I recently had the honor of taking a family portrait for a family that very recently arrived from Syria. The family fled their home town just outside of Aleppo.
I arrived at their home with a member of the resettlement agency who spoke Arabic. While I am incredibly grateful for having the help, I learned from this family that where there is a will to communicate there's a way. They told us about their Colombian friend. She has become a close friend in the short time they've been in the U.S.. She doesn't speak Arabic and this family doesn't speak Spanish. However, they manage to communicate using Google Translate. I thought that was absolutely brilliant!
We were welcomed in to have a seat and were offered something to drink. My visit felt very much like meeting new friends and not just business. One of the things I set out to do when I started this project was to make a connection with these families. I’ve watched so many news stories regarding refugees and was heartbroken enough by the footage that I wanted to reach out. Meeting these newly arrived families in their new homes has been more special to me than I can ever put into words. Shortly after we sat down, their teenage sons began to appear. Their oldest son entered the living room and began to speak to his father. At that moment I saw his dad do what can only be described as the international sign for "hey, say hello to our guests!" He gave his son a gentle shove and pointed in our direction as if to say, "we have guests, don't be rude." The boy turned to us and sheepishly said "hello" in his heavy accent. I didn't need an interpreter to help me with that exchange. I've done it a million times with my daughter and my mother did it a million times with me too. These exchanges are part of what makes this project so special. I have learned how similar these families are to mine. We may speak different languages and have different pasts, but underneath it all, we are so much more similar than we are different.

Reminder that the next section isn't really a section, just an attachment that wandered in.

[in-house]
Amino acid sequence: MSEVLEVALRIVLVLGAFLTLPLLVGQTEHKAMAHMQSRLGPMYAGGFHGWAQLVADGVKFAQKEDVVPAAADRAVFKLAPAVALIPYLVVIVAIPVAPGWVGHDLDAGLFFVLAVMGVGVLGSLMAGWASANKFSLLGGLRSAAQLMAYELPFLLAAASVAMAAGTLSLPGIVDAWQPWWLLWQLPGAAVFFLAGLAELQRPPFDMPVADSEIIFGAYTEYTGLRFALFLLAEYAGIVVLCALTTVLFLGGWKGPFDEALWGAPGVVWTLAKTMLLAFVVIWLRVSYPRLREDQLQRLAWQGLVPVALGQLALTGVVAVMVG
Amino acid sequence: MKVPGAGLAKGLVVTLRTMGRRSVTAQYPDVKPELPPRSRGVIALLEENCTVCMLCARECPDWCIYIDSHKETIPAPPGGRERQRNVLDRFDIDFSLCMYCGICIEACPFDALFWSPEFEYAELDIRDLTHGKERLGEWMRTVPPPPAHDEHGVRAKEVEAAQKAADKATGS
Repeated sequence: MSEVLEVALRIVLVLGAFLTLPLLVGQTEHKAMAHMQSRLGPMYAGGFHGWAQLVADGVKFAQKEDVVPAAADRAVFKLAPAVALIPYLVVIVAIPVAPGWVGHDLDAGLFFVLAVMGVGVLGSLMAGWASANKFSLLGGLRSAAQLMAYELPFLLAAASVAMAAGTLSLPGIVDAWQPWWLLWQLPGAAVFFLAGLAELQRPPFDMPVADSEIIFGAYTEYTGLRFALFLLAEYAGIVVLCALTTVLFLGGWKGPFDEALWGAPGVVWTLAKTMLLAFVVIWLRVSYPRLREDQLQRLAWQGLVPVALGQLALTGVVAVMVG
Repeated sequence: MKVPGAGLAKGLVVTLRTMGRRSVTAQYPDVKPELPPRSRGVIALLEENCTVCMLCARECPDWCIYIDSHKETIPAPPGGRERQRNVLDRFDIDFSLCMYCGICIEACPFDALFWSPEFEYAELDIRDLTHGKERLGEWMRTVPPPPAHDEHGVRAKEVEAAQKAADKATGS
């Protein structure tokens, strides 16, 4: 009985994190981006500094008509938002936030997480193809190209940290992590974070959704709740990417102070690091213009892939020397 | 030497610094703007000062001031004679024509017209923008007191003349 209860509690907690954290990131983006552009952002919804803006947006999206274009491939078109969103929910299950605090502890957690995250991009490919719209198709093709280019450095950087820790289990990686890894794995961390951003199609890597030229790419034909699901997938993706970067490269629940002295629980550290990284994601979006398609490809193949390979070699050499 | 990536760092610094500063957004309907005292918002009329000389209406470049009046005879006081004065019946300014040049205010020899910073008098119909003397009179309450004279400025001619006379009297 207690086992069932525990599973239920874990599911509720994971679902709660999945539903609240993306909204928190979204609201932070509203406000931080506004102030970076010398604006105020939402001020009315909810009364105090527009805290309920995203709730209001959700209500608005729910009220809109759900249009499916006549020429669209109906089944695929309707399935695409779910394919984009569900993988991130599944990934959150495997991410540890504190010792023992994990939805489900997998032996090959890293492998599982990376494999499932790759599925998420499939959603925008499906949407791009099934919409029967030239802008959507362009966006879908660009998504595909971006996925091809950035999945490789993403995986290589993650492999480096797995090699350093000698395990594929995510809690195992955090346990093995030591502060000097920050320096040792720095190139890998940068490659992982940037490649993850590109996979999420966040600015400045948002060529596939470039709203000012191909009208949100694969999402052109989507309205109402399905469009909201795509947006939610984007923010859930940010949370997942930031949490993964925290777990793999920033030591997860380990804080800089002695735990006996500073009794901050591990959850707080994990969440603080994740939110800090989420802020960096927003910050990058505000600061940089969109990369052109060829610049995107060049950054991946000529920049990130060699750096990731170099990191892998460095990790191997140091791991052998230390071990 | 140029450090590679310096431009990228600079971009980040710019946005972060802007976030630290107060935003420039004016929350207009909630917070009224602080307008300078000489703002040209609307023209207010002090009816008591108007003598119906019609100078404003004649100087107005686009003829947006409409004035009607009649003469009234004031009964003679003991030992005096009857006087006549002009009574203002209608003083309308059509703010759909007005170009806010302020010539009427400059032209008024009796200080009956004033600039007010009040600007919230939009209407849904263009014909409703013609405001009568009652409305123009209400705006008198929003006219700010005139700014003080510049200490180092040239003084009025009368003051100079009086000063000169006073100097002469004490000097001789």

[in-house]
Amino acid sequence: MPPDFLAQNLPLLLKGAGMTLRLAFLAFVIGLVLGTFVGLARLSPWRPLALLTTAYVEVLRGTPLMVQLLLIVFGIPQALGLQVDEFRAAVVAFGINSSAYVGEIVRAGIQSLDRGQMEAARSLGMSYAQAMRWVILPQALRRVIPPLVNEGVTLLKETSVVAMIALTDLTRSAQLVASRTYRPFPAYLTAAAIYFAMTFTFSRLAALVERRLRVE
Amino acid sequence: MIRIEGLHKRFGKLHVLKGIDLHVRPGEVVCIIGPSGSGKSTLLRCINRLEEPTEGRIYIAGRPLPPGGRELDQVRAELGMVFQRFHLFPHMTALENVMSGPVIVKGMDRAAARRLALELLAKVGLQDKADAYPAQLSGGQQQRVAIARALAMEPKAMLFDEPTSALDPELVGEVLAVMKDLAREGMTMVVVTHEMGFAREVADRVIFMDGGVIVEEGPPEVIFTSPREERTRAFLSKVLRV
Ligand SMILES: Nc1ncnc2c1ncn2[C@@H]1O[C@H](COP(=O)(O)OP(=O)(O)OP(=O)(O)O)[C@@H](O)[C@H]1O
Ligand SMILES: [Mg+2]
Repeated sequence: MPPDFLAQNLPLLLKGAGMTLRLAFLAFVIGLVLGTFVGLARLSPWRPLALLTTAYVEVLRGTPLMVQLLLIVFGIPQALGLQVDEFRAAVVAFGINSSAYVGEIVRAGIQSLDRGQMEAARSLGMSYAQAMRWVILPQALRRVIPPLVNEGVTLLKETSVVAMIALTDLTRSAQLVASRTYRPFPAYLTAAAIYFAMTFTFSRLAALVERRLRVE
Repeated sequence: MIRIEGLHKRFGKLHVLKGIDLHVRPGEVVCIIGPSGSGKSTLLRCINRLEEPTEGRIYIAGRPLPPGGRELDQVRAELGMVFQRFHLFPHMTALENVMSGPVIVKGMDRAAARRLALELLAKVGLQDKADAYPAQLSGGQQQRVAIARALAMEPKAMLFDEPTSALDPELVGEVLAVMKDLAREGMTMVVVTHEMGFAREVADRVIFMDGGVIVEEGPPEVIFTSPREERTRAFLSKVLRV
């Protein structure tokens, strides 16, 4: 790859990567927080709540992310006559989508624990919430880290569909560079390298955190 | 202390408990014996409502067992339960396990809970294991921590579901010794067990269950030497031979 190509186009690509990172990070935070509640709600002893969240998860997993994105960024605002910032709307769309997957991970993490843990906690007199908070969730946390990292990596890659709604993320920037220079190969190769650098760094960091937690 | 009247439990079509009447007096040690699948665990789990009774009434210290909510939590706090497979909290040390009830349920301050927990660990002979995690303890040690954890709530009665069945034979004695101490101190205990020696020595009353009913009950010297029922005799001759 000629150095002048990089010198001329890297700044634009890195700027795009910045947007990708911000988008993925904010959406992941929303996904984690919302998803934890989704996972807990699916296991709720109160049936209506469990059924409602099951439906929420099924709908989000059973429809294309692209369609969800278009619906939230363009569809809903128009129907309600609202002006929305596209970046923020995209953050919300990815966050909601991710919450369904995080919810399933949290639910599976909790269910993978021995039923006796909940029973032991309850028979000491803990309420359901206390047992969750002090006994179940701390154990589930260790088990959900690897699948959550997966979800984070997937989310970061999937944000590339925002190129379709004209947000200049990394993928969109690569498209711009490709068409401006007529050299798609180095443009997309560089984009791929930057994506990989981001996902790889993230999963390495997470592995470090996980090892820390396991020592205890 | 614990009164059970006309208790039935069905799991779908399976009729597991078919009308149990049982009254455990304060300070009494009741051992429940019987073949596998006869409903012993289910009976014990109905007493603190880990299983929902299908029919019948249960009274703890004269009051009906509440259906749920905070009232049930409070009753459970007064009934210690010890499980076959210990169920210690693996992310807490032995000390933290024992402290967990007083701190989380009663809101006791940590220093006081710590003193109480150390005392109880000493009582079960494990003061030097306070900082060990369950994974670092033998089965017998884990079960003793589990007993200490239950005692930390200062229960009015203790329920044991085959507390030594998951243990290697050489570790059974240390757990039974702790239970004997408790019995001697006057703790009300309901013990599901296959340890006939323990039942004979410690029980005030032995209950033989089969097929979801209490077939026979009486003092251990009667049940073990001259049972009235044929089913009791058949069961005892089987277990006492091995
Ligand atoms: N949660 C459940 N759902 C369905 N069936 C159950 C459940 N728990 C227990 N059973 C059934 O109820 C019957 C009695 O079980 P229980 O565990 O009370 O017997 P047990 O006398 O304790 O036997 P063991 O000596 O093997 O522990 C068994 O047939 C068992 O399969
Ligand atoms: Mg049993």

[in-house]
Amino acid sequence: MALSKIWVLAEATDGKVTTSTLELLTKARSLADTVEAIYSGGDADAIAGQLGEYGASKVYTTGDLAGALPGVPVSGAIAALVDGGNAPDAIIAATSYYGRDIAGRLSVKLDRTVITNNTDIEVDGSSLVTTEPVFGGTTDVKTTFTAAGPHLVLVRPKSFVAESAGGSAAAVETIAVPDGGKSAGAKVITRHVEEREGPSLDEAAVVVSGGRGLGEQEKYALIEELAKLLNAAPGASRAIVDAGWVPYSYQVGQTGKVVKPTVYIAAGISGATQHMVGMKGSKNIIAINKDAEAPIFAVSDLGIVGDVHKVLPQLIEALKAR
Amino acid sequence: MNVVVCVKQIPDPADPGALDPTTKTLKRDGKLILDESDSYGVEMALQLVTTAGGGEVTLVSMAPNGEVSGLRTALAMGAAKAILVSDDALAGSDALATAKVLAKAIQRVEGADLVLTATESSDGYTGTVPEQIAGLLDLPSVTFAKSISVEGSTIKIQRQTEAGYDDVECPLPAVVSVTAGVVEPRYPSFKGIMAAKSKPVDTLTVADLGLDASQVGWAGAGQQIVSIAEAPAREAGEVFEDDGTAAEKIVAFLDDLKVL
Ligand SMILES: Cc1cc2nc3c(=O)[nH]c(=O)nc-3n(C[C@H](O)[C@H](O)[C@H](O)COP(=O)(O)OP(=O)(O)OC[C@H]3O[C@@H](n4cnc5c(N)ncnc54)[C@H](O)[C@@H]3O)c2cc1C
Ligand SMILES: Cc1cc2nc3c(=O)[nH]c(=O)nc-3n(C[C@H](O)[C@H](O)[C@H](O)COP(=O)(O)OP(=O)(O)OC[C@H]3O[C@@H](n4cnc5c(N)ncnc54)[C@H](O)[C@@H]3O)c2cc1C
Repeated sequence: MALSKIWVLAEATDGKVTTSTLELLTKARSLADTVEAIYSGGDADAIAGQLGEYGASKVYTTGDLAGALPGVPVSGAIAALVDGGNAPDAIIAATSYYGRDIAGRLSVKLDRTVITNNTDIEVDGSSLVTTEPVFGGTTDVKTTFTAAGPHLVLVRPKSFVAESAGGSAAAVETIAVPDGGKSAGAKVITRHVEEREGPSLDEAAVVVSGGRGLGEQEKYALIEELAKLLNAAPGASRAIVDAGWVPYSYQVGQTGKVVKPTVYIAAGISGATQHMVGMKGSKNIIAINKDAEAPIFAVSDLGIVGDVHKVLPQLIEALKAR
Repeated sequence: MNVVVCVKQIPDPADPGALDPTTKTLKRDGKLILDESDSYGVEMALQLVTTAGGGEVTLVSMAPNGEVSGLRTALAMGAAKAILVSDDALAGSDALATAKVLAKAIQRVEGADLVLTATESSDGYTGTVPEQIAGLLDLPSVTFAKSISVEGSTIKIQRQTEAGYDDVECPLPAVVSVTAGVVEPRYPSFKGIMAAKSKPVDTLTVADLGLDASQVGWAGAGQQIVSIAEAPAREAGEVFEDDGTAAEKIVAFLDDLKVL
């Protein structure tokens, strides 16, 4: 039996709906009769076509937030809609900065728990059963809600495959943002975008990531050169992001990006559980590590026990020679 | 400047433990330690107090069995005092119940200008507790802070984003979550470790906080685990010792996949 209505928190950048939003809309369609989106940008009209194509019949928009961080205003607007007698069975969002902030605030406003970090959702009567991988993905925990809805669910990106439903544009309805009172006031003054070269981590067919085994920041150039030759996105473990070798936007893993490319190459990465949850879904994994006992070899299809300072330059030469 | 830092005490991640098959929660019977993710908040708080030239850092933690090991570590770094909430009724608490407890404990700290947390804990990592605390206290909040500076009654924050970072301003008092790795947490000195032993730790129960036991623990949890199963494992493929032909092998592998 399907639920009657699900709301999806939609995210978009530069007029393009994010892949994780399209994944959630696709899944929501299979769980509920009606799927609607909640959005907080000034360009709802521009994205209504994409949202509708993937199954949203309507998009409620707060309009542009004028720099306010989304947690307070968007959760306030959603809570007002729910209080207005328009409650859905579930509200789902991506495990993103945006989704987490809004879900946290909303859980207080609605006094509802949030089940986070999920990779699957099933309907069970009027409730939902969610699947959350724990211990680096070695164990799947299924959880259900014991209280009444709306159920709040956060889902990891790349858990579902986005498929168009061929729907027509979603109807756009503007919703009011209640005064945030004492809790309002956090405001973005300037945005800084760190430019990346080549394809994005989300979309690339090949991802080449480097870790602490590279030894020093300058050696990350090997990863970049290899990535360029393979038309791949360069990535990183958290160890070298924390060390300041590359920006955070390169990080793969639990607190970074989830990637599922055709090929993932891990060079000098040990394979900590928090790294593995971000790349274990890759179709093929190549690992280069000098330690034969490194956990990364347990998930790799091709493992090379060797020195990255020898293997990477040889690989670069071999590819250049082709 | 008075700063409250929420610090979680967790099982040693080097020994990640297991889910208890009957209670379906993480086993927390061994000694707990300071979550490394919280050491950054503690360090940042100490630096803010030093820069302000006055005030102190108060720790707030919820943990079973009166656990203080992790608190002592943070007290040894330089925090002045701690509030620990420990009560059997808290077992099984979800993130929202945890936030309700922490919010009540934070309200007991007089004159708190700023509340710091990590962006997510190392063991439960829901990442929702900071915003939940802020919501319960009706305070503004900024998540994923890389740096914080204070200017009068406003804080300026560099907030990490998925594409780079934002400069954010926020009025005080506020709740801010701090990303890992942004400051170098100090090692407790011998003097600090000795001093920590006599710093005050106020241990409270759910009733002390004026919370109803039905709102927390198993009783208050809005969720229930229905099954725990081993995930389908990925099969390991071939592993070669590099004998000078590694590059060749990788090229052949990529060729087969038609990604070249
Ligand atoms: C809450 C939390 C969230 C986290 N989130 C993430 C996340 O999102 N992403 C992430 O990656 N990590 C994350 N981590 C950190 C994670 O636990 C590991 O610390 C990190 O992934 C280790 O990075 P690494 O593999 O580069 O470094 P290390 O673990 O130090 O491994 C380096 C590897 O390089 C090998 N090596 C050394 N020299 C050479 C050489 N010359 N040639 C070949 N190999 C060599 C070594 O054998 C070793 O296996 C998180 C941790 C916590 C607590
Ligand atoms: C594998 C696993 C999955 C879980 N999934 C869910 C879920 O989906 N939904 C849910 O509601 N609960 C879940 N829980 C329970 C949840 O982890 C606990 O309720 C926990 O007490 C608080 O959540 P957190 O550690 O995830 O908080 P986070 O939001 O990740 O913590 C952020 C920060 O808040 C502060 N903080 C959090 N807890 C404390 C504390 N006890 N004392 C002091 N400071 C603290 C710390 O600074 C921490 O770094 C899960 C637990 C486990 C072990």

So... now, down to business. I asked them to gather on the couch. They smiled politely for the camera and we got our standard family portrait. But that’s not where the nooks and crannies of a family lie.
With the main shot done, I usually wait a bit. It doesn't take long before families relax and interact in their everyday way. Silliness ensues and I get to document loving moments. And THAT IS THE SHOT I WANT. I want to see them be themselves.
I should note that despite all of the silliness I saw during the session, I noticed that two of the boys had "Free Syria" bracelets on. It was then that I realized that even though they're here now, they still long for their home country to be free. I truly hope they see that some day... Some day soon.
Inevitably, the kids now wanted photos of themselves. What is it about kids and cameras? They took one of the standard sibling shots and then one of the boys said, "OK, JUST ME!" I couldn't help but crack up. Ah kids.
With that, I ask that today, on this World Human Rights Day, please welcome refugees into your community. Let's understand that they are families just like ours. Their kids can be just as goofy as ours. Break bread with them. Get to know them. I promise it will be worth it!
The Refugee Family Memories Project gives newly resettled refugee families family portraits. The project helps families rebuild their family albums as they most likely leave all of their photographs behind when they have to flee their homes. In addition, the project works to change the anti-refugee rhetoric in the United States. This project shows that I stand with those who suffer in the midst of war and violence, and that I wish to dispel the myth that refugees are to be rejected. These are families just like ours.